Antifungal Activity of Some Plant Extracts on Alternaria alternata, the Causal Agent of Alternaria Leaf Spot of Potato
Pure methanol (m) and methanol water (mw) extracts of 5 plants namely: peppermint, eucalyptus, lavandula, Russian knapweed and datura were screened for their antifungal ability against Alternaria alternata, the causal agent of Alternaria leaf spot of potato at 5, 10 and 15% concentrations in vitro. Fungicide mancozeb 0.2% was also used for better comparison. Poisoned food technique and spore germination assay method were used to evaluate the antifungal efficacy of plant extracts. Present findings showed that methanol extracts of eucalyptus, peppermint and lavandula had impressive antifungal effects in inhibiting the mycelial growth as well as spore germination of the pathogen. It was also found that methanol extracts were quite more effective than methanol water extracts in this regard. Methanol extracts of peppermint (15%), lavandula (15%), peppermint (10%) and eucalyptus (15%) demonstrated promising ability in inhibiting the mycelial growth of A. alternata by 0.13, 0.40, 0.43 and 0.50 cm, mycelial growth respectively, while majority of methanol water extracts had either less or no effects in this connection. Spore germination of A. alternata was prominently reduced by methanol extracts, while those of methanol water extracts had very less effects in this regard. Mancozeb (0.2%), methanol extracts of eucalyptus (15%) and peppermint (10%) by 2, 6 and 7% spore germination were best, while methanol water extracts of datura 10, 15 and 5%, lavandula 15 and 10% and also Russian knapweed 5% represented no effect and by 91, 89, 87, 87, 85 and 85% spore germination were at par with control. Findings from this study confirmed that plant extracts can be used as less hazardous natural fungicides in controlling plant pathogenic fungi, thus reducing the dependence on the synthetic fungicides. Methanol extracts of peppermint, eucalyptus and lavandula might be promising materials for natural formulations in controlling Alternaria leaf spot of potato in the field.
Received: July 05, 2010;
Accepted: September 18, 2010;
Published: October 12, 2010
Alternaria species are important fungal agents mostly causing aerial diseases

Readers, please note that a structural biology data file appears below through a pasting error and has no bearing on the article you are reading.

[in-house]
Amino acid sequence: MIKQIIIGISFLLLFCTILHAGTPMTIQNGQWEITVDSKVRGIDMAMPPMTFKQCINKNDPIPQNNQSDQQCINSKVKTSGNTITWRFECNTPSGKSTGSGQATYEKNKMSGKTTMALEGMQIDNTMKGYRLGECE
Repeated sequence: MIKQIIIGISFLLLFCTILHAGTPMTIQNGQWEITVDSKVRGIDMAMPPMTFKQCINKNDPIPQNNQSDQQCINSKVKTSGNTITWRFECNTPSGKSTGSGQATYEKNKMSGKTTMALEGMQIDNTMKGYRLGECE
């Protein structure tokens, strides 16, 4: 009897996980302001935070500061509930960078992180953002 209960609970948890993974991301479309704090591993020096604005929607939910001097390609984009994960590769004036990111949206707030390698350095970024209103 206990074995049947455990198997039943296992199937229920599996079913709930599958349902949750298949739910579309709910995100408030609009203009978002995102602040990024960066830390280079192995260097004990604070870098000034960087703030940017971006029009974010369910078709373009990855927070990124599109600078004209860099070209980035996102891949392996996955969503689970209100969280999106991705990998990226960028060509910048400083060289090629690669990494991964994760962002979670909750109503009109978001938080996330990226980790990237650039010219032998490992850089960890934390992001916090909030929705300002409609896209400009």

of many plants word wide. Alternaria alternata usually reported as a
weak pathogen can sometimes attack vigorous plants and cause economic losses
(Ellis and Ellis, 1985). Droby and
Prosky (1984) reported that about 28% leaf infection of potato plants causes
about 18% yield reduction due to this disease. This pathogen with more than
380 hosts has been recorded in USDA systematic botany and mycology fungus-host
distribution database (Simmones, 1995). Early blight
is an important disease of potato in Iran (Ershad, 1995)
and Ommati and Karimi (2002) identified this disease
from different provinces of this country indicating A. alternata as the
dominant causal agent in majority of potato growing areas.
Although, with the application of several fungicides plant pathogens can be
controlled but the hazardous effects of such products in human health and environmental
aspects are known. A part from these problems, their excess applications may
lead toward pest resistance. Natural plant products have the potential as safe
alternatives for chemical fungicides in plant disease managements. During last
decades several researches have been conducted on plant extracts and oils to
find out such alternatives and valuable results have been achieved (Ayoub
and Niazi, 2001; Bowers and Locke, 2000; Suprapta
and Kalimi, 2009; Singh, 2004). Doltsinis
et al. (2006) evaluated the efficacy of Milsana® VP
1999 and 2000 (a formulated plant extract of Reynoutria sachalinensis),
known to induce resistance to powdery mildew on cucumbers, against Leveillula
taurica on greenhouse tomato. In four out of five trials, Milsana®
achieved a disease reduction ranging from 42.2 to 64.6%. Milsana®
was equally effective to wettable sulphur indicating that its effect was rather
preventive than curative. Laboratory tests showed that Milsana®
(VP 1999) had a direct effect on conidial germination. Overall, results indicated
that Milsana® could play an important role in disease management
of powdery mildew in organic and low input tomato production. Rai
et al. (2000) found that pure extract of Adenocallima alliaceum
can completely inhibit the spore germination of Alternaria alternata
and Fusarium oxysporum. Harish et al. (2004)
working on rice brown spot (Helminthosporium oryzae) control with 15
seed extracts under laboratory condition found that 10% rhizome extract of turmeric
(Curcuma longa), seed extracts of sundavathal (Solanum indicum)
and vedpalai (Wrightia tinctoria) exerted maximum inhibition of the mycelial
growth and spore germination of the pathogen. Khallil (2001)
tested 20 plant extracts for their efficacy against two plant pathogens: Alternaria
solani and Saprolegnia parasitica under laboratory condition and
found extract of Eugenia aromatica to completely inhibit the spore germination
of A. solani and exerted a highly significant depressive effect